Communication while in crisis

If circumstances arise where there is a need to consider retaining outside litigation counsel, it is almost certainly not a good news situation for a private sector company or government entity.

Communication while in crisis

If circumstances arise where there is a need to consider retaining outside litigation counsel, it is almost certainly not a good news situation for a private sector company or government entity. For general counsel, the goal is to minimize both risk and cost by selecting the right outside firm for the file and assessing how much of the legal work can be done internally. That means asking core questions to potential outside litigators and assessing their answers before any decision is made on the retainer, whether it is for civil litigation, regulatory compliance or even potential criminal law exposure.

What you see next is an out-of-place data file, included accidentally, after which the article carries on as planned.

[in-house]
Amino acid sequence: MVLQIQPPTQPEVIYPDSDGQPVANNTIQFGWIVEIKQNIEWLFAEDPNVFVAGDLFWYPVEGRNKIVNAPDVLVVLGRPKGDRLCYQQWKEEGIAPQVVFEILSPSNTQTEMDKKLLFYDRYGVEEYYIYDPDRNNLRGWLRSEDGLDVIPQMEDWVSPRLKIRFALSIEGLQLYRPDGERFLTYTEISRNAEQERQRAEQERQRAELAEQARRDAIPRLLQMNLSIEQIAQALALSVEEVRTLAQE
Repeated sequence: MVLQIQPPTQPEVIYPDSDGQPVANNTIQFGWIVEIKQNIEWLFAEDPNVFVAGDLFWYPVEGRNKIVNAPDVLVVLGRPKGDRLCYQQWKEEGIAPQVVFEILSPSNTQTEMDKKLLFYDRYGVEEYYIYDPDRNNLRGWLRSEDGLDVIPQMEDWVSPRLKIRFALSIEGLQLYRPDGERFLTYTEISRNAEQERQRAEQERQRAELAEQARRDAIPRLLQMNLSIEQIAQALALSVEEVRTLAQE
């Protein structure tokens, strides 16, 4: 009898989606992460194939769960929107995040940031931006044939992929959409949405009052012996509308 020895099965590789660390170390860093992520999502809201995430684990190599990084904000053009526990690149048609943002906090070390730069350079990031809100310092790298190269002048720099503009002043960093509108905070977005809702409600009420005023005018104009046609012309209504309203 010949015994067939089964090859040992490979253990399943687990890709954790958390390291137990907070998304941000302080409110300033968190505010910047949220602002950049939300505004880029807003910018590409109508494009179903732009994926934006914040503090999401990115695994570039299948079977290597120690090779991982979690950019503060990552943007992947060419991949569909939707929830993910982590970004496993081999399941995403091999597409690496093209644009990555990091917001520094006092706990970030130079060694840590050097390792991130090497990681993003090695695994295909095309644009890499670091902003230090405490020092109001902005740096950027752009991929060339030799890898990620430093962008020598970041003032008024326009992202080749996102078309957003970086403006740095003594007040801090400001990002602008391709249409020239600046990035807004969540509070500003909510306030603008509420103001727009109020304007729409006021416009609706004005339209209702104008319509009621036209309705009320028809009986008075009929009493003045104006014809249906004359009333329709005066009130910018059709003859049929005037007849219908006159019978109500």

“Nobody intends for bad things to happen,” says Bindu Cudjoe, senior vice president, general counsel and corporate secretary at Canadian Western Bank in Edmonton. “Litigation can really hurt a company. You will have to pay, but you also need to manage costs,” she stresses.

“Outside counsel need to bring the confidence that we can get you through this, but we also want to do this as efficiently as possible,” Cudjoe says. “They also need to know there may be a human impact” within a company.